A friend recently criticized the popular use of dance imagery to describe the perichoretic life of the Trinity. I laughed and played along. I’ve been in churches that have tried to enact the perichoretic dance, and, trust me, it ain’t inspiring.
But then I want to say: Doesn’t that criticism assume that interpersonal relations, knowledge, and love are inherently un-dancelike?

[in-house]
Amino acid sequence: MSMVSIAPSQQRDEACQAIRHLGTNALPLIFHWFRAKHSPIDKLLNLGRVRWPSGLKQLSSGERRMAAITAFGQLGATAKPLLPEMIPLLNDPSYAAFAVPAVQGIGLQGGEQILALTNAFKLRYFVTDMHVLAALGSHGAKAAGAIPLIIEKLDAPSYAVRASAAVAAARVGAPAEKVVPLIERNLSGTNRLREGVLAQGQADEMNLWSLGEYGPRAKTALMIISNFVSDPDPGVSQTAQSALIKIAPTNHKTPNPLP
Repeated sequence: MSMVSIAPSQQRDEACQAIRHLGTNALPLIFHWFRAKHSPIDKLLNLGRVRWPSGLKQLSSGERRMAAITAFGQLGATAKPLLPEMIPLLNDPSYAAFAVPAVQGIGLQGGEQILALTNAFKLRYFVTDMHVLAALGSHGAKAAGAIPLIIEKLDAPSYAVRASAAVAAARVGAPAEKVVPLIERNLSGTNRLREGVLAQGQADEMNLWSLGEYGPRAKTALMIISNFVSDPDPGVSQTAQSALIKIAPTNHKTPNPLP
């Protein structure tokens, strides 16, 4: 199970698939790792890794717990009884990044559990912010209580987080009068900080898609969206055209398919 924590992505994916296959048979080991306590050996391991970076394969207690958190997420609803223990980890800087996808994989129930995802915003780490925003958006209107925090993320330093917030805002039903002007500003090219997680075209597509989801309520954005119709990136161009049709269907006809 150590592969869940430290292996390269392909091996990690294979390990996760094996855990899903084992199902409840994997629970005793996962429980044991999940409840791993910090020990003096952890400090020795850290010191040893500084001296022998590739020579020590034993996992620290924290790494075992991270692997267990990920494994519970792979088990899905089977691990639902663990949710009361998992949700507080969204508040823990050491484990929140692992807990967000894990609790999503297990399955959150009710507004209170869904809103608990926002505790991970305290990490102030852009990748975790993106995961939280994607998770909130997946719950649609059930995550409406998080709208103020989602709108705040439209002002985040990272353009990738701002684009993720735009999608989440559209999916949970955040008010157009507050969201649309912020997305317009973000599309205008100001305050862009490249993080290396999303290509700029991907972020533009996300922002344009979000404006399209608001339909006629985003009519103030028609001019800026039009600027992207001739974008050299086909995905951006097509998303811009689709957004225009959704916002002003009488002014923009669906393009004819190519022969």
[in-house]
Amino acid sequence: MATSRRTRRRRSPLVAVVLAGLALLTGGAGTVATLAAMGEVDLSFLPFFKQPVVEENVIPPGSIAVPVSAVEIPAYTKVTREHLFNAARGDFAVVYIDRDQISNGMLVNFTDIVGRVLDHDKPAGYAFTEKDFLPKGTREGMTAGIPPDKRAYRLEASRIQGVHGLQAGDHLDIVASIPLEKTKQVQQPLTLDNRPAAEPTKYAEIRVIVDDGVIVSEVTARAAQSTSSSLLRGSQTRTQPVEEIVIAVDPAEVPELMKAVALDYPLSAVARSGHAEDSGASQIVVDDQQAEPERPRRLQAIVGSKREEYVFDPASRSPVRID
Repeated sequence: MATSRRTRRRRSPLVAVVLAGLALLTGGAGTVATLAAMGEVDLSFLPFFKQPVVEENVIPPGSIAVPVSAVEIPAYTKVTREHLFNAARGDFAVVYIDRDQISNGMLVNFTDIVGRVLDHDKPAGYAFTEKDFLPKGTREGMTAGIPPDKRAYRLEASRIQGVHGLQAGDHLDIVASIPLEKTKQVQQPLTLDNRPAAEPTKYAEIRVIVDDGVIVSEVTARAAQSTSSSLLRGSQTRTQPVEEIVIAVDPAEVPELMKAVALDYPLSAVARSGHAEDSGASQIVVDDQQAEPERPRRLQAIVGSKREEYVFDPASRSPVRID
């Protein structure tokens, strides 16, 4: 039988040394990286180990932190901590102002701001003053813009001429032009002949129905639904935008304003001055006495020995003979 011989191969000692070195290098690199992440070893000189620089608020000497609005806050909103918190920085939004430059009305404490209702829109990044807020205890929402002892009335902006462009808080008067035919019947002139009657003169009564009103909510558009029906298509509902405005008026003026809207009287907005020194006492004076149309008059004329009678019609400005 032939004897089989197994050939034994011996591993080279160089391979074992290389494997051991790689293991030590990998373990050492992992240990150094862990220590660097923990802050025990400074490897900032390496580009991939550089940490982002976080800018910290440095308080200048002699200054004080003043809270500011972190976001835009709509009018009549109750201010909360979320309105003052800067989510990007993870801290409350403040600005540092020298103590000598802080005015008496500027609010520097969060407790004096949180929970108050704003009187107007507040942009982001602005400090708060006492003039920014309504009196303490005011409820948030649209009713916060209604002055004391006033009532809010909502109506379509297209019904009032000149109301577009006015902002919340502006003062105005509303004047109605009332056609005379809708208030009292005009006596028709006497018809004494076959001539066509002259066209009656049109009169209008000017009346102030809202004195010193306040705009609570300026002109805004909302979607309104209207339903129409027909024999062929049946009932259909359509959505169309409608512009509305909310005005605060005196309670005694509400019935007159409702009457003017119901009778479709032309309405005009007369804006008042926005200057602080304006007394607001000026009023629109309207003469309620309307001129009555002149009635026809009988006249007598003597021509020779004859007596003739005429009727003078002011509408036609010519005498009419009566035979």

But what if love, relationship, and love are a dance? What if dance is the shape of personal knowing? What if, as Esther Lightcap Meek says (Loving To Know, 351-2), knowing is “differentiated, covenanted, interpersonhood . . . artful and beautiful” like a dance? What if knowing requires a harmony of “mutual trust and individual particularity” – like dance?
If we say that, then to say that the life of the Trinity is a life of exhaustive interpersonal knowledge and infinite mutual love is just to say that the life of the Trinity is like a dance.